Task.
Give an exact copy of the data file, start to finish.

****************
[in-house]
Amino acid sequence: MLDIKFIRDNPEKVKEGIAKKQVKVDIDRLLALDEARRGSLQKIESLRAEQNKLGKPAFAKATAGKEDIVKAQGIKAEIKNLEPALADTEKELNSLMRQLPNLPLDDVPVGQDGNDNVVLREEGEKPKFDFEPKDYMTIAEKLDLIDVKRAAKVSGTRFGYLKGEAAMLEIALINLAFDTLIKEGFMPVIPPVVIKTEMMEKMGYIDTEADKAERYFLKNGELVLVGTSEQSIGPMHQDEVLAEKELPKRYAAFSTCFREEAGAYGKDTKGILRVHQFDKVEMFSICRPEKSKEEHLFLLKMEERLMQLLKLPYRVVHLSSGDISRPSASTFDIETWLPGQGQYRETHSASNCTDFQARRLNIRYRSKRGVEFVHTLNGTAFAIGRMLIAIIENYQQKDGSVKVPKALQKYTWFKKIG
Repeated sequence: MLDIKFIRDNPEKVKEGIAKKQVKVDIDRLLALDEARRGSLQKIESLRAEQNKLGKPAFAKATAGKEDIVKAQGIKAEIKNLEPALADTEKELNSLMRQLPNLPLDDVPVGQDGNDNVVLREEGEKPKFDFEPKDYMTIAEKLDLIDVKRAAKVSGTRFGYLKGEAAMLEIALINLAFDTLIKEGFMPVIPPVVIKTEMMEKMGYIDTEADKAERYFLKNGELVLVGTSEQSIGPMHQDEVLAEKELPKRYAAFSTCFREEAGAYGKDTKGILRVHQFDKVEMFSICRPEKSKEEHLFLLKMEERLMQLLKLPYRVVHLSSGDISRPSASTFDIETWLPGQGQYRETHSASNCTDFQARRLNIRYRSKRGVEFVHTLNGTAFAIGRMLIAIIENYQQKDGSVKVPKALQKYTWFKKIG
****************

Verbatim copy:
[in-house]
Amino acid sequence: MLDIKFIRDNPEKVKEGIAKKQVKVDIDRLLALDEARRGSLQKIESLRAEQNKLGKPAFAKATAGKEDIVKAQGIKAEIKNLEPALADTEKELNSLMRQLPNLPLDDVPVGQDGNDNVVLREEGEKPKFDFEPKDYMTIAEKLDLIDVKRAAKVSGTRFGYLKGEAAMLEIALINLAFDTLIKEGFMPVIPPVVIKTEMMEKMGYIDTEADKAERYFLKNGELVLVGTSEQSIGPMHQDEVLAEKELPKRYAAFSTCFREEAGAYGKDTKGILRVHQFDKVEMFSICRPEKSKEEHLFLLKMEERLMQLLKLPYRVVHLSSGDISRPSASTFDIETWLPGQGQYRETHSASNCTDFQARRLNIRYRSKRGVEFVHTLNGTAFAIGRMLIAIIENYQQKDGSVKVPKALQKYTWFKKIG
Repeated sequence: MLDIKFIRDNPEKVKEGIAKKQVKVDIDRLLALDEARRGSLQKIESLRAEQNKLGKPAFAKATAGKEDIVKAQGIKAEIKNLEPALADTEKELNSLMRQLPNLPLDDVPVGQDGNDNVVLREEGEKPKFDFEPKDYMTIAEKLDLIDVKRAAKVSGTRFGYLKGEAAMLEIALINLAFDTLIKEGFMPVIPPVVIKTEMMEKMGYIDTEADKAERYFLKNGELVLVGTSEQSIGPMHQDEVLAEKELPKRYAAFSTCFREEAGAYGKDTKGILRVHQFDKVEMFSICRPEKSKEEHLFLLKMEERLMQLLKLPYRVVHLSSGDISRPSASTFDIETWLPGQGQYRETHSASNCTDFQARRLNIRYRSKRGVEFVHTLNGTAFAIGRMLIAIIENYQQKDGSVKVPKALQKYTWFKKIG